(Penang, Tuesday): The Malaysian mass media, both printed and electronic, must report both good and bad news about the economy if they are to help in the restoration of confidence by resolving the crisis of information deficit.
The government and the mass media must realise that in the era of information technology and instant communications, it is not possible to suppress adverse news like the latest report from a United Kingdom research house forecasting that there would be recession this year with the Malaysian economy contracting by 1.4 per cent, in sharp contrast to the revised government estimates of 2 to 3 per cent GDP growth for this year.
The smart and intelligent approach is to allow the mass media to publish these adverse reports and for the government to rebut them if they are biased, misguided or baseless.
The forecast of the UK research house about recession in Malaysia this year was carried in the Singapore Business Times today under the heading: "Politics is hurting Malaysia: report - UK research house sees GDP shrinking by 1.4% this year".
This is the Singapore Business Times report today:
"M ALAYSIA can easily take steps to ride out the Asian crisis, but the reluctance to admit the problems and address them with market-based solutions has eroded confidence, depressed the ringgit and pummelled the stock market, says London-based Independent Strategy.
"In its latest Emerging Markets report, the research house blames politics for standing in the way of rational economics in Malaysia.
"’Bad news and ambiguous policy statements will continue to hurt the economy,’ the report says. ‘Worse, asset and debt-deflation will push the economy into recession. As this unfolds, interest rates will be cut and the ringgit will be allowed to sink towards RM6/US$1. Falling activity will murder equity earnings and the rising cost of foreign debt will also hit the blue chips.’
" It sees blue chips like Tenaga and Telekom getting caught by falling domestic demand and rising foreign debt burden.
"The firm is short on the ringgit and Malaysian equities, and expects gross domestic product to shrink by 1.4 per cent this year. In contrast, the government expects a 2 per cent expansion.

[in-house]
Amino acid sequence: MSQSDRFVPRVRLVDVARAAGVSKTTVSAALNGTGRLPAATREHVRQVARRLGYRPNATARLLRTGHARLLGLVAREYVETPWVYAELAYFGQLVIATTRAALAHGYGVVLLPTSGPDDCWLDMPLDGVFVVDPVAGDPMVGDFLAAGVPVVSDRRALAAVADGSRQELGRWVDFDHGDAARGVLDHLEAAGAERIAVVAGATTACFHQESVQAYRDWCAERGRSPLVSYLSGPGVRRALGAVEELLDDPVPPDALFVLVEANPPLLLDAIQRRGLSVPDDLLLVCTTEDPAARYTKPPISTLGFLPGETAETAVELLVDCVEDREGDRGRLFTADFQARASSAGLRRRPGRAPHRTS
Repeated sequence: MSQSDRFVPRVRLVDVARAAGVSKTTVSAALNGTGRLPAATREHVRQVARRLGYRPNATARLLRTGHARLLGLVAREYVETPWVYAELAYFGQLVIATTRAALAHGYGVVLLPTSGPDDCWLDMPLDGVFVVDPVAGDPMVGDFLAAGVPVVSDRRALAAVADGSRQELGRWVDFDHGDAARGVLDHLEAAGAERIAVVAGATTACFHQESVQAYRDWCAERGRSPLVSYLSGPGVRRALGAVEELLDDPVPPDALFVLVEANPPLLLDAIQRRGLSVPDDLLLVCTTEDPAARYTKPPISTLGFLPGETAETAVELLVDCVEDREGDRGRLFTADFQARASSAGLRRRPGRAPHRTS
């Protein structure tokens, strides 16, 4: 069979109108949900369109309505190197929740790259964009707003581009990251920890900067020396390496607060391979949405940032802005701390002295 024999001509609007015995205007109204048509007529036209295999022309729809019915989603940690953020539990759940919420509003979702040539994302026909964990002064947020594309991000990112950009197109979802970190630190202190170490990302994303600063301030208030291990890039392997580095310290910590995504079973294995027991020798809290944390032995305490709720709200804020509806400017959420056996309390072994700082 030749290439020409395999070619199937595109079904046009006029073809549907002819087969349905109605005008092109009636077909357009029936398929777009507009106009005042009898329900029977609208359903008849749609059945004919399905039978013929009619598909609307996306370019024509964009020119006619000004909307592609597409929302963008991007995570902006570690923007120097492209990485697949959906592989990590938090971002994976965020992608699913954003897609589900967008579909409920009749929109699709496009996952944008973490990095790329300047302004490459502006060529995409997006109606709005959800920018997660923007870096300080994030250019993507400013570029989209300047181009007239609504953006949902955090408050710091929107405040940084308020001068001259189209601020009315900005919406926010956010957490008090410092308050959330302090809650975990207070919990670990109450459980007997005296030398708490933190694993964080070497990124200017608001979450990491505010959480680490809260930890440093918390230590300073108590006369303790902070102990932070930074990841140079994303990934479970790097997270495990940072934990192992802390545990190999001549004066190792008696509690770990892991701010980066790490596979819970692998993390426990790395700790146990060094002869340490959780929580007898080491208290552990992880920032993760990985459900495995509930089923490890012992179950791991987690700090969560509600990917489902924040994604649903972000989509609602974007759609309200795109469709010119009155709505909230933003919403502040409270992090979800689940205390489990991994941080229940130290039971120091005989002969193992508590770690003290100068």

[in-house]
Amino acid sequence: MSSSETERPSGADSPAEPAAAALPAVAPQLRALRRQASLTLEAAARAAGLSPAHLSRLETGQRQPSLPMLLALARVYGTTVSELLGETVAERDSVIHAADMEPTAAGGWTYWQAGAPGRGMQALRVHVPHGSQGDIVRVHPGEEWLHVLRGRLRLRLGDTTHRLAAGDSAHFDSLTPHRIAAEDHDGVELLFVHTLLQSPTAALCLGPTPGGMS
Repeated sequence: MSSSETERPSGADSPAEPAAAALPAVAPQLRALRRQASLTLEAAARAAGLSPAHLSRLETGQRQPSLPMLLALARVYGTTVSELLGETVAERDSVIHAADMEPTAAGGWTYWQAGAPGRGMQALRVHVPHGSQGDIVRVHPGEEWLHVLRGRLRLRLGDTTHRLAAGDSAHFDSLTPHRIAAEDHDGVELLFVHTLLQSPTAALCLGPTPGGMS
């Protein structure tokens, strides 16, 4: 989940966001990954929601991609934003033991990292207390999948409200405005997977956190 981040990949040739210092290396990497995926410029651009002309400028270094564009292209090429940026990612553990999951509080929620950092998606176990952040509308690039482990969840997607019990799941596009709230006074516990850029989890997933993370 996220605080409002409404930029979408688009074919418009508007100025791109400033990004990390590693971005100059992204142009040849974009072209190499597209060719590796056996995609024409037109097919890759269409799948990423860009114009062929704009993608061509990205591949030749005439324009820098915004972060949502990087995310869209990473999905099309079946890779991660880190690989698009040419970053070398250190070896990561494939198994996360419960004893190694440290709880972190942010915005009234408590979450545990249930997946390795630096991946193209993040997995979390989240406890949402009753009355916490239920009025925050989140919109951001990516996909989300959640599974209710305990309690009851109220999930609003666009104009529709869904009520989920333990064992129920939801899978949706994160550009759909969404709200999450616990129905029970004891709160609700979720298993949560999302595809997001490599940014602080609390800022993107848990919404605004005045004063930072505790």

" Independent Strategy notes that the government has chosen the slow-burn deflation of procrastination and obfuscation instead of the pain of a fast and furious adjustment (by raising rates).
" But it acknowledges that it would be politically very difficult to raise rates in Asia's most domestically-geared economy – where credit outstanding is 168 per cent of GDP and the loan-to-deposit ratio is around 125 per cent.
"’Easy money, tight fiscal policy (the government has cut spending by 17 per cent) hasn't worked,’ Independent Strategy says. ‘It is the lack of confidence at home, not bogey-men from abroad, that's now killing the economy with asset-price deflation.’
" It also questions Bank Negara's claim that the financial sector's problems are at an end. ‘Our figures show otherwise,’ it says. ‘Based on peak non-performing loans ratio of 25 per cent, and a recovery rate of 50 per cent, the cost of bailing out the Malaysian banks will be over 25 per cent of GDP, or RM70 billion (S$30.3 billion).’
" While the Employees' Provident Fund -- with assets of RM226 billion, cash reserves of RM60 billion and annual cashflow of RM30 billion -- could be used for a bailout, the better solution would be for foreigners to buy into the financial sector.
" Nevertheless, Independent Strategy is impressed with the competence of some of Malaysia's leading economic managers. It praises Deputy Prime Minister and Finance Minister Anwar Ibrahim as a man of ‘penetrating intelligence, a great listener with a truly amazing ability to synthesise complicated economic processes’.
"It also ranks Bank Negara deputy director Fong Weng Phak on par with respected international financial market personalities like New Zealand's Reserve Bank governor Don Brash."